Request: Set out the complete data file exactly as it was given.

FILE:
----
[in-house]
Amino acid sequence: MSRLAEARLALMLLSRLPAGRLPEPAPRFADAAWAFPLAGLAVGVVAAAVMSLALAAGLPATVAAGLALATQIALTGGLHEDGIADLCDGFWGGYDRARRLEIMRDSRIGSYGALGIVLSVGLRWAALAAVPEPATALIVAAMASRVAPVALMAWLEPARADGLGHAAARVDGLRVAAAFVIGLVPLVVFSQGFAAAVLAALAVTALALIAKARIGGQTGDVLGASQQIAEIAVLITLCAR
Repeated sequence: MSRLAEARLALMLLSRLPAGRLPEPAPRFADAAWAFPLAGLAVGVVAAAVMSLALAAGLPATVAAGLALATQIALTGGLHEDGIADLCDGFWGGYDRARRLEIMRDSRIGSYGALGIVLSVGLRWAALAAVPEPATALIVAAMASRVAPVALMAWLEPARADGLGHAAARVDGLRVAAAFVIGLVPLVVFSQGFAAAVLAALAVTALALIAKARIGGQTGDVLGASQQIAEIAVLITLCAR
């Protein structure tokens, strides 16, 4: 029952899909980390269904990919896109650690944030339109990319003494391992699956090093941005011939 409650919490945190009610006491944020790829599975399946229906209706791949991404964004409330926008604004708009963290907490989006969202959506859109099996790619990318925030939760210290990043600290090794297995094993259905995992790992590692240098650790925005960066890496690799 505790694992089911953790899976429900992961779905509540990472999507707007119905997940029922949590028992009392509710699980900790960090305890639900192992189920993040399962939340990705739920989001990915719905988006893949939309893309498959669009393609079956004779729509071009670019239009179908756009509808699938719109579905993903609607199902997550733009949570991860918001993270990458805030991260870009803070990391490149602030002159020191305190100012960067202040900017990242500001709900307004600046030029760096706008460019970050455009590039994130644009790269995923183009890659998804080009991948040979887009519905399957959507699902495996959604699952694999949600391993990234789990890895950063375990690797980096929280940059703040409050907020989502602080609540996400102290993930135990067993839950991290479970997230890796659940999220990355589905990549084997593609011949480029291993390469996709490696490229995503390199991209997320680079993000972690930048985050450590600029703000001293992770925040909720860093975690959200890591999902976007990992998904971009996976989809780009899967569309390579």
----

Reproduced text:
[in-house]
Amino acid sequence: MSRLAEARLALMLLSRLPAGRLPEPAPRFADAAWAFPLAGLAVGVVAAAVMSLALAAGLPATVAAGLALATQIALTGGLHEDGIADLCDGFWGGYDRARRLEIMRDSRIGSYGALGIVLSVGLRWAALAAVPEPATALIVAAMASRVAPVALMAWLEPARADGLGHAAARVDGLRVAAAFVIGLVPLVVFSQGFAAAVLAALAVTALALIAKARIGGQTGDVLGASQQIAEIAVLITLCAR
Repeated sequence: MSRLAEARLALMLLSRLPAGRLPEPAPRFADAAWAFPLAGLAVGVVAAAVMSLALAAGLPATVAAGLALATQIALTGGLHEDGIADLCDGFWGGYDRARRLEIMRDSRIGSYGALGIVLSVGLRWAALAAVPEPATALIVAAMASRVAPVALMAWLEPARADGLGHAAARVDGLRVAAAFVIGLVPLVVFSQGFAAAVLAALAVTALALIAKARIGGQTGDVLGASQQIAEIAVLITLCAR
């Protein structure tokens, strides 16, 4: 029952899909980390269904990919896109650690944030339109990319003494391992699956090093941005011939 409650919490945190009610006491944020790829599975399946229906209706791949991404964004409330926008604004708009963290907490989006969202959506859109099996790619990318925030939760210290990043600290090794297995094993259905995992790992590692240098650790925005960066890496690799 505790694992089911953790899976429900992961779905509540990472999507707007119905997940029922949590028992009392509710699980900790960090305890639900192992189920993040399962939340990705739920989001990915719905988006893949939309893309498959669009393609079956004779729509071009670019239009179908756009509808699938719109579905993903609607199902997550733009949570991860918001993270990458805030991260870009803070990391490149602030002159020191305190100012960067202040900017990242500001709900307004600046030029760096706008460019970050455009590039994130644009790269995923183009890659998804080009991948040979887009519905399957959507699902495996959604699952694999949600391993990234789990890895950063375990690797980096929280940059703040409050907020989502602080609540996400102290993930135990067993839950991290479970997230890796659940999220990355589905990549084997593609011949480029291993390469996709490696490229995503390199991209997320680079993000972690930048985050450590600029703000001293992770925040909720860093975690959200890591999902976007990992998904971009996976989809780009899967569309390579």